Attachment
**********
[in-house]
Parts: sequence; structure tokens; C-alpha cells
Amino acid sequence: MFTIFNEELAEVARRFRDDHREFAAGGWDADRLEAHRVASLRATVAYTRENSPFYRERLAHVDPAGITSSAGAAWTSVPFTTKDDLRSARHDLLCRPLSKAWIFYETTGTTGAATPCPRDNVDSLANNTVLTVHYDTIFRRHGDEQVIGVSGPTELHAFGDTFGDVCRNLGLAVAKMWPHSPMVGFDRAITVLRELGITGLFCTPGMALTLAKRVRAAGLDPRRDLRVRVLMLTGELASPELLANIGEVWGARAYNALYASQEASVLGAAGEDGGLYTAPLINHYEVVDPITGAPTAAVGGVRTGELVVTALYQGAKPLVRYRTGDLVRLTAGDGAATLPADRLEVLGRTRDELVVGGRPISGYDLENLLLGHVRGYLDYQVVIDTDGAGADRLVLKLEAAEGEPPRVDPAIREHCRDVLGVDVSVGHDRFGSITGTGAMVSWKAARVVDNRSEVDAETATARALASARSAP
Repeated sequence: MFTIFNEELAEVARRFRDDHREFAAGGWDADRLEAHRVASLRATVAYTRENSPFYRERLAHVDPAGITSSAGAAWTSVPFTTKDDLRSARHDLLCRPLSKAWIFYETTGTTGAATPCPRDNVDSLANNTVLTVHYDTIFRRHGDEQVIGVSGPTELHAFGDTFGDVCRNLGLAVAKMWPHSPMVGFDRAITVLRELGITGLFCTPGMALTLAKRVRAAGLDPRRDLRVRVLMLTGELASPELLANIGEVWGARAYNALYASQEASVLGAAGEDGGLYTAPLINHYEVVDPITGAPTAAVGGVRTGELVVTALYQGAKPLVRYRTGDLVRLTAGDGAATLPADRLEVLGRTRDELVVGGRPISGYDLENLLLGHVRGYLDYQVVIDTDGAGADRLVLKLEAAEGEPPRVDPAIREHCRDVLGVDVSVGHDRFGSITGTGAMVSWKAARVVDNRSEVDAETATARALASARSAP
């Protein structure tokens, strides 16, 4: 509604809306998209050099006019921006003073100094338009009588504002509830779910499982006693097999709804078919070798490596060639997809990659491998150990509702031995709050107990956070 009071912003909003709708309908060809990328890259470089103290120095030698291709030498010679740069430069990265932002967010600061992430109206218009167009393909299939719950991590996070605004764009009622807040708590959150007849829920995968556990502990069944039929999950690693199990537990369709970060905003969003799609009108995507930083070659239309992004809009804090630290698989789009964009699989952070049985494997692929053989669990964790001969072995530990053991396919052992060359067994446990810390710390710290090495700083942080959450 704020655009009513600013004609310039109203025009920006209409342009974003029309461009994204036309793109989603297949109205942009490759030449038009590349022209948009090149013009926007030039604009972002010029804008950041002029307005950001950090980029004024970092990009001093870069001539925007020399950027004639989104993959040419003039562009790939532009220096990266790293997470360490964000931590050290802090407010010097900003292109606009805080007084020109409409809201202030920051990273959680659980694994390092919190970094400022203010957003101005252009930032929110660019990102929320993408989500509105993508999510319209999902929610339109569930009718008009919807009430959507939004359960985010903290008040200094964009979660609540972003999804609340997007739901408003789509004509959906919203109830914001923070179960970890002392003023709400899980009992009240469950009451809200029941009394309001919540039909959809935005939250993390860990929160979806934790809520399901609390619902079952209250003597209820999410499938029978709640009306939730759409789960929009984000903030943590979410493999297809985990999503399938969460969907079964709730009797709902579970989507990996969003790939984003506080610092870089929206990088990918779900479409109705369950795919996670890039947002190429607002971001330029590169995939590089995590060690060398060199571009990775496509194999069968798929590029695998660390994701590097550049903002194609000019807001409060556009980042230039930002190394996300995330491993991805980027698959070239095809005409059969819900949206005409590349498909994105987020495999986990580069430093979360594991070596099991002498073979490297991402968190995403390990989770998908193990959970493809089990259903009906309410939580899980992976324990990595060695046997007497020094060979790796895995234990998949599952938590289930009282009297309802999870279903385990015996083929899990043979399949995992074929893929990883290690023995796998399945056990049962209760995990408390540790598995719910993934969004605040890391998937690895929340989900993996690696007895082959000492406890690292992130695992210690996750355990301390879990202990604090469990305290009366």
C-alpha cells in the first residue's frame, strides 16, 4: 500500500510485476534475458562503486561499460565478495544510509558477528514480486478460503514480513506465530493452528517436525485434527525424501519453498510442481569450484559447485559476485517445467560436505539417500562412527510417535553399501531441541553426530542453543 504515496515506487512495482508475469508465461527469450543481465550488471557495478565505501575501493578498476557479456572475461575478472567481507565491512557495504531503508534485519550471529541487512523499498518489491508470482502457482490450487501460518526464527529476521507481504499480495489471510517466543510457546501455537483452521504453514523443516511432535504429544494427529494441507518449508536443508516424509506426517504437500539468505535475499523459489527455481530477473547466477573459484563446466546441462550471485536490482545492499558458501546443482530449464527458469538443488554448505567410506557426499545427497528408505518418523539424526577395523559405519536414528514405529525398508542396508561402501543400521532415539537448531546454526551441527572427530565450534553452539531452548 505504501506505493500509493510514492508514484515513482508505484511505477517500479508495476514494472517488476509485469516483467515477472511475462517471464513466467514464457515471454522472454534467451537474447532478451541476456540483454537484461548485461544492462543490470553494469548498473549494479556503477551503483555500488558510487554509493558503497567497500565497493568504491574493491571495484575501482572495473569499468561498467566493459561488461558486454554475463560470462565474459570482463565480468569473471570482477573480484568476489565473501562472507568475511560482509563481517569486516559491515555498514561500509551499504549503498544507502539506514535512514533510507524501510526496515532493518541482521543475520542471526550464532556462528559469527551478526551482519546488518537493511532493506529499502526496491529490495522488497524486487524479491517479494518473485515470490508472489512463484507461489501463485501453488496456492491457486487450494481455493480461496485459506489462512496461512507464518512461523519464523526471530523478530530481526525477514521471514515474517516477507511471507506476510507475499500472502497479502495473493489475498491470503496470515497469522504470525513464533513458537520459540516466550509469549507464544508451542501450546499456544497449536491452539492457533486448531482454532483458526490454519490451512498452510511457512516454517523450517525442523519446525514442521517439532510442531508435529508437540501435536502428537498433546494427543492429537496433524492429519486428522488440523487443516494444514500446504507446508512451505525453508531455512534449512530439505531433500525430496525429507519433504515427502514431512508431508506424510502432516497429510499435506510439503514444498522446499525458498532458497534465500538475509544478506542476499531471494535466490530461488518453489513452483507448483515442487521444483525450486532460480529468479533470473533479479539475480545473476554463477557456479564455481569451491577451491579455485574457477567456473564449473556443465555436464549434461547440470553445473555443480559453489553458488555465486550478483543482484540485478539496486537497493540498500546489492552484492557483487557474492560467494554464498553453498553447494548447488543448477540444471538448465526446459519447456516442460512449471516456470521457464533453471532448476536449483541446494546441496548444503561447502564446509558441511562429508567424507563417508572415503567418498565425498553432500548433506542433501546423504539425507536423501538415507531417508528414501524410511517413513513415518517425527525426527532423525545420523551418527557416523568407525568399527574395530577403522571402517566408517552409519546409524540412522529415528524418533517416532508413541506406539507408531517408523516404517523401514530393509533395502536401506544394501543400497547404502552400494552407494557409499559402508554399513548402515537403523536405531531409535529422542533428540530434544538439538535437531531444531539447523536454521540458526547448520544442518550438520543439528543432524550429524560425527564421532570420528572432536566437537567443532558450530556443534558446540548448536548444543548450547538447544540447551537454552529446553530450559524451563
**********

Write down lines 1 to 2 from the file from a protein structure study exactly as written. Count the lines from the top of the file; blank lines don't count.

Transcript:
[in-house]
Parts: sequence; structure tokens; C-alpha cells